CHARLESTON -- Health care reform is a topic of debate and discussion by a joint interim committee of the West Virginia Legislature as well as by a statewide task force involving the health care industry, stakeholder groups and the public.

For many West Virginians, particularly employers who are struggling with rising health care costs, this issue is one of the highest concerns here in the Mountain State.

Provided are 10 pragmatic recommendations on areas where the West Virginia Chamber of Commerce thinks there are opportunities for consensus and advancement:

* Health insurance – We must come up with ways to provide greater availability of health insurance, especially for small groups and entrepreneurs. These must be created through tax incentives, changes in state and federal laws to allow small group coverage and innovative creation of insurance pools of people with mutual interests. We also must find ways to provide greater insurance coverage options, without high costs or severe restrictions, for individuals and entrepreneurs.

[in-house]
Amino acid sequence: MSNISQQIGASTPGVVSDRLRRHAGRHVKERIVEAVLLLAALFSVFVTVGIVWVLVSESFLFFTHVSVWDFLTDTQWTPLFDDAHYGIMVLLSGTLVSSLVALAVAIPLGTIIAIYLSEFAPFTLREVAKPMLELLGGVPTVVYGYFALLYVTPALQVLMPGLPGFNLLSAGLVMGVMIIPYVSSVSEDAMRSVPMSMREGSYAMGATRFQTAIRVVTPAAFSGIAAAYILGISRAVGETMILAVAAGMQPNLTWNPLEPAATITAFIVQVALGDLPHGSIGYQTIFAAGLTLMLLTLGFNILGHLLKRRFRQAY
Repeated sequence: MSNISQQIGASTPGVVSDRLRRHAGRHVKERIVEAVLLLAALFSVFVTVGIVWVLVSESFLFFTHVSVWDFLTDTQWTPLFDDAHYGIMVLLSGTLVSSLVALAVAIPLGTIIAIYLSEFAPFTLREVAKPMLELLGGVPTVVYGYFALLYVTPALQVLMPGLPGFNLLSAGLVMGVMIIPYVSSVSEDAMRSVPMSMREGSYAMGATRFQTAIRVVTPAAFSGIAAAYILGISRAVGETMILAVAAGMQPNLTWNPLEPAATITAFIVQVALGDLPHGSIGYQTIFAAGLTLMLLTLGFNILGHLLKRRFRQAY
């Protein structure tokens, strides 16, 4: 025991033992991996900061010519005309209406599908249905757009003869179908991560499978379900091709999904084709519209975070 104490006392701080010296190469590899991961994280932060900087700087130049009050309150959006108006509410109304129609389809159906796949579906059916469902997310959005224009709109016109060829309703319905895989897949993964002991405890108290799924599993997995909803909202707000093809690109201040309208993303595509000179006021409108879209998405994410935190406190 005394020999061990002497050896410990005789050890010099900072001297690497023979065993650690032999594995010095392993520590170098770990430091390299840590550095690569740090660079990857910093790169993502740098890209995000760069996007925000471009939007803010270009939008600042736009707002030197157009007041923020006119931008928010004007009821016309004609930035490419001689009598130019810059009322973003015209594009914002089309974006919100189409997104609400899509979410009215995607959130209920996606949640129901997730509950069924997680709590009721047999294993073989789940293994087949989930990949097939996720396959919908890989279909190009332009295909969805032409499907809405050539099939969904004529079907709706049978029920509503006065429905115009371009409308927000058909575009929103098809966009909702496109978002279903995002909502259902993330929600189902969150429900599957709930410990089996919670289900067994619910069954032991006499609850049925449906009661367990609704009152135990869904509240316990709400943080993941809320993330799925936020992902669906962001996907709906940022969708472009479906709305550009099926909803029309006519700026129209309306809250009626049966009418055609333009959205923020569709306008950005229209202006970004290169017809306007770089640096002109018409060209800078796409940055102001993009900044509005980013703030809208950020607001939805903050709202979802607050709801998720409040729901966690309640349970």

* Cost-shift – We must continue responsible measures regarding the amount of state funding for governmental health care programs in order to cover the "true" costs of those health care coverages and to prevent further cost shift to the private sector. Continuing the cost shifting practices of the past is detrimental for private-sector employers in West Virginia who provide health care coverages to employees because employers – and employees -- end up paying for the cost-shift.

* Personal responsibility – We should expand public health education efforts and create incentives that will produce better personal health conditions through diet, exercise, health management and system use, which must be adopted by all of us now. No waiting; no exceptions. Spurring preventative measures and reducing the incidence of obesity, type two diabetes, high blood pressure and heart disease through diet and exercise will improve people's health and can cut costs significantly. Our citizens – both young and old -- also must exercise more, smoke less and eat better.